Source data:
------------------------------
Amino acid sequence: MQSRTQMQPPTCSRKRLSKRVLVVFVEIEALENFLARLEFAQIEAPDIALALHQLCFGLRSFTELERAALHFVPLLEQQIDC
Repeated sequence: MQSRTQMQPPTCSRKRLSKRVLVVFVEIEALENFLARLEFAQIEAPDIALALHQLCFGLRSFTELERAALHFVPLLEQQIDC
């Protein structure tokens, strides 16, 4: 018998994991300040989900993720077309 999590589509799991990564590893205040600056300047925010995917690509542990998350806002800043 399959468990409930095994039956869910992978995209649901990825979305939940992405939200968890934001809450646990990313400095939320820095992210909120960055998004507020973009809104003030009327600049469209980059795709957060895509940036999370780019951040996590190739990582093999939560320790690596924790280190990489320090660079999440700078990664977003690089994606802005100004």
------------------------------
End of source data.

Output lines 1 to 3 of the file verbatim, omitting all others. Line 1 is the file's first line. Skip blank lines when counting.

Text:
Amino acid sequence: MQSRTQMQPPTCSRKRLSKRVLVVFVEIEALENFLARLEFAQIEAPDIALALHQLCFGLRSFTELERAALHFVPLLEQQIDC
Repeated sequence: MQSRTQMQPPTCSRKRLSKRVLVVFVEIEALENFLARLEFAQIEAPDIALALHQLCFGLRSFTELERAALHFVPLLEQQIDC
């Protein structure tokens, strides 16, 4: 018998994991300040989900993720077309 999590589509799991990564590893205040600056300047925010995917690509542990998350806002800043 399959468990409930095994039956869910992978995209649901990825979305939940992405939200968890934001809450646990990313400095939320820095992210909120960055998004507020973009809104003030009327600049469209980059795709957060895509940036999370780019951040996590190739990582093999939560320790690596924790280190990489320090660079999440700078990664977003690089994606802005100004």